.
that's all fine, the added value is fantastic, that's what you pay for, but your not paying for efficiency, you can more efficient options for 5 times less cost with one years extra on the guarantee


TBH I'd say people have spent more on rubbish LEDs that any other type of lamp ever, from those muck cluster units to the extra hot Philips master LEDs that needed a fan on them to keep them cool and cost €35 each!!

anyway. Back to the fantastic Philips hue system.

I have to say this think i like most about it is the frequency that they add new partners and features to the product. It's part of the plan now where Google, Amazon etc are trying to sell you items that they have promised to keep enhancing to stop people waiting for the next best thing
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11-11-2016, 00:56   #25
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that's all fine, the added value is fantastic, that's what you pay for, but your not paying for efficiency, you can more efficient options for 5 times less cost with one years extra on the guarantee
I really not trying to suggest that Philips Hue are a massive energy saving over CFL's, just that the vampire draw really isn't significant.

The main point is that 5 years ago, almost everyone was spending €20+ a year running a single incandescent bulb for 4 hours a day. Today they would spend €2 running a LED and they will spend €2.40 running a Hue LED bulb.

The main point being 40 cent a year is nothing in the greater scheme of things and gives you some incredible functionality.
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11-11-2016, 09:08   #26
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But dont forget the hub, How much electric does that use per year?
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11-11-2016, 09:17   #27
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Great thread BK

Quick question. Thinking of getting a couple of trips for the upcoming kitchen extension to sit on top of the units. Can these be controlled by the dimmer switch or are they app only as the wife is leaning toward €15 IKEA ones because they can be controlled by switch and obviously I am not...
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11-11-2016, 12:07   #28
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But dont forget the hub, How much electric does that use per year?
It draws a miserly 1.6 watt. That is 14 kWh a year running 24/7, or less then €2

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Quick question. Thinking of getting a couple of trips for the upcoming kitchen extension to sit on top of the units. Can these be controlled by the dimmer switch or are they app only as the wife is leaning toward €15 IKEA ones because they can be controlled by switch and obviously I am not...
Yes the switch can control the Hue strips.

The Hue switch is incredibly powerful. It can be "programmed" * to control any Hue device in pretty much anyway you like. It isn't just on or off or dimm, it can be programmed to control multiple lights and strips, it can set different "scenes" and colours. Each button on the "switch" can be programmed as up to 5 different actions (one, two, three and four button presses, plus press and hold).

* When I say program, I don't mean code, the programming is easily done in the Hue app using a GUI. The only problem is that my OH gives out to me because I'm constantly playing with it and changing what the buttons do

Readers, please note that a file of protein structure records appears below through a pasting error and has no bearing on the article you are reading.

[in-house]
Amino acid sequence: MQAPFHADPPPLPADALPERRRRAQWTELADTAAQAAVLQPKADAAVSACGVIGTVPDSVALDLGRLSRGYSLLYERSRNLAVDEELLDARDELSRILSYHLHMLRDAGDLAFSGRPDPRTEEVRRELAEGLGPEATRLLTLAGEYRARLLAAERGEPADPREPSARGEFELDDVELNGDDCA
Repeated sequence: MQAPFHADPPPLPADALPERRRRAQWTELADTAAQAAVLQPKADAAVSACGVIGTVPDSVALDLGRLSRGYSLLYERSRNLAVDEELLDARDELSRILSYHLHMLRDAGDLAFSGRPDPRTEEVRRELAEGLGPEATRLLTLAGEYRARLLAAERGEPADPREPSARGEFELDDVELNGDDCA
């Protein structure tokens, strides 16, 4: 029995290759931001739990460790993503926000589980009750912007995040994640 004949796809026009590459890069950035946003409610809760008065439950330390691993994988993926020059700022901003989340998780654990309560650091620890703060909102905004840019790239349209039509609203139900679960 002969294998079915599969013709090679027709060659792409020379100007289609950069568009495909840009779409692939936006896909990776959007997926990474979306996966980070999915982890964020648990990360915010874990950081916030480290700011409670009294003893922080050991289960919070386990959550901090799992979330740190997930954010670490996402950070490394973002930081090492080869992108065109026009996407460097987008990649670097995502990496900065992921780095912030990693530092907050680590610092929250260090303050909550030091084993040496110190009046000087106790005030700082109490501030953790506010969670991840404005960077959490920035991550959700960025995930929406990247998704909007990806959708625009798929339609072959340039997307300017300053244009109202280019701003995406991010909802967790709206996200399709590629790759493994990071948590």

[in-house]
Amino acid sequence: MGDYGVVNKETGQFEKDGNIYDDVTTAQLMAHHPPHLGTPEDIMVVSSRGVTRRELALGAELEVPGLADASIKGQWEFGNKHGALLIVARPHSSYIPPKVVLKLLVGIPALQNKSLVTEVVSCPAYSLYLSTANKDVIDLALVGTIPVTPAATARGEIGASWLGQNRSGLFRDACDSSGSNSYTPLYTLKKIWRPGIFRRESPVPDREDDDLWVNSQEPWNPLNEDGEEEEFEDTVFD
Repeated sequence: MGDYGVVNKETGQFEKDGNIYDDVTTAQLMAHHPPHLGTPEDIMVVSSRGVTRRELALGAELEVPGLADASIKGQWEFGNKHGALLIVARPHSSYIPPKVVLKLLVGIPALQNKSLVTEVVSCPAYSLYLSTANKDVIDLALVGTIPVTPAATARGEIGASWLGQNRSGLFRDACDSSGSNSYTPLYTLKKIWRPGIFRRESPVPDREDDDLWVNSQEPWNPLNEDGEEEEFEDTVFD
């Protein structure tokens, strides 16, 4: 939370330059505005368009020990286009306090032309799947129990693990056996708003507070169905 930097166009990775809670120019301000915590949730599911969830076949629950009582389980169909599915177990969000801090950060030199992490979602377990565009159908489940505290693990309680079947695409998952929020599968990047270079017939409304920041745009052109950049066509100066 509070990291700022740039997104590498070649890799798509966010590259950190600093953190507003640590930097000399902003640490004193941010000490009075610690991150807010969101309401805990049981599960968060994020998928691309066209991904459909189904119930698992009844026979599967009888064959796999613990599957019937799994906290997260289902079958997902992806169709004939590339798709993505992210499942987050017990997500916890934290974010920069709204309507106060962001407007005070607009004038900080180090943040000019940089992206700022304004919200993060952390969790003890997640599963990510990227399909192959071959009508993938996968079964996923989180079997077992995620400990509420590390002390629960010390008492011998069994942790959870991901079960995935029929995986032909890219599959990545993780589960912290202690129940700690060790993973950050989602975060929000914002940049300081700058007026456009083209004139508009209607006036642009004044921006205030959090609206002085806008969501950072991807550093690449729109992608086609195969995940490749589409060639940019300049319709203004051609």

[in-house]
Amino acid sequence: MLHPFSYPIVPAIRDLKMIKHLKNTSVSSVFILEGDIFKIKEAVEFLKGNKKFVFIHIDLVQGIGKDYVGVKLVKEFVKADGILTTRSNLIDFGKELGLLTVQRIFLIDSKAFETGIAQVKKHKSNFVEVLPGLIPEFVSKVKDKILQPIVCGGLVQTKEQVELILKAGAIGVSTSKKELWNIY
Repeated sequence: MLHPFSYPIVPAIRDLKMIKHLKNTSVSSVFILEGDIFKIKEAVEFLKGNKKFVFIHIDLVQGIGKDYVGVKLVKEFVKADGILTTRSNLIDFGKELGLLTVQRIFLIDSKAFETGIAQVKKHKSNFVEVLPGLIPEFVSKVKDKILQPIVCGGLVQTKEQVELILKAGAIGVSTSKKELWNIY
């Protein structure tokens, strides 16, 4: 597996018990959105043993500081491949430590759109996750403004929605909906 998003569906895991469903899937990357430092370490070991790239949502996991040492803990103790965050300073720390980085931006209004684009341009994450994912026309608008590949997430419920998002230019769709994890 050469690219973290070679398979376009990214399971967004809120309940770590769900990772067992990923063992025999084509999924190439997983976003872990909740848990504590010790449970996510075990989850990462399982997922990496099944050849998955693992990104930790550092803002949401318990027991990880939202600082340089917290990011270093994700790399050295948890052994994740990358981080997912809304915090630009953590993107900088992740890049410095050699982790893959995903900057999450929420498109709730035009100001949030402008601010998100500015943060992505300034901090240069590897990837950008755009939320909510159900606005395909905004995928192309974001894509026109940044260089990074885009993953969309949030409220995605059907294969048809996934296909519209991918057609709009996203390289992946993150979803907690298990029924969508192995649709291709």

Oh and another warning, if this is your first Hue product, you will likely fall in love with it when you get it and end up getting addicted to it like many of us do and end up changing all the lights in your house to Hue!

So while the Hue strips are more expensive then Ikea, they do so much more it isn't even in the same league.

Also remember, if you get Google Home or Amazon Echo eventually, you will also be able to control the Hue strips using voice commands. (e.g. "Hey Google, turn on kitchen strips", "Hey Google, set kitchen strips to blue").

Note, you will also need the Hue hub if you don't already have one. Unfortunately, I don't think there is a bundlle that includes a Hue strip, hub and switch. Maybe you should think of getting a bundle that includes a hub, switch and some other lights that you could use in other rooms too:

https://www.amazon.co.uk/Philips-Amb...lips+hue&psc=1

Alternatively the hubs can often be picked up for cheap on adverts, ebay, etc. As people end up with extras from buying bundles in sales.

Last edited by bk; 11-11-2016 at 12:14.
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11-11-2016, 13:31   #29
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How bright would this Hue Led be, would it give good bright white light in a 7mtr x 4mtr room at night with no other lighting. What's the maximum room size it would fill with light undimmed in the white light.

Philips Hue White Ambiance Still 40 W Connect Ready LED Ceiling Lamp, 1 x Philips Hue Still White Ceiling Lamp, 1 x Philips Hue Wireless Dimmer Switch https://www.amazon.co.uk/dp/B01L99HC06/ref=cm_sw_r_wa_api_6.BjybD02XH5T
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11-11-2016, 13:50   #30
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How bright would this Hue Led be, would it give good bright white light in a 7mtr x 4mtr room at night with no other lighting. What's the maximum room size it would fill with light undimmed in the white light.

Philips Hue White Ambiance Still 40 W Connect Ready LED Ceiling Lamp, 1 x Philips Hue Still White Ceiling Lamp, 1 x Philips Hue Wireless Dimmer Switch https://www.amazon.co.uk/dp/B01L99HC..._6.BjybD02XH5T
I've this on pre-order myself.

It is 3000 lumens, which is extremely bright. To give you an idea, a 100 watt old style incandescent bulb is about 1600 lumens. So this is about equivalent to two 100 watt bulbs.

It should have no difficulty in general filling a room of that size. Though no guarantees about shadows in corners, etc.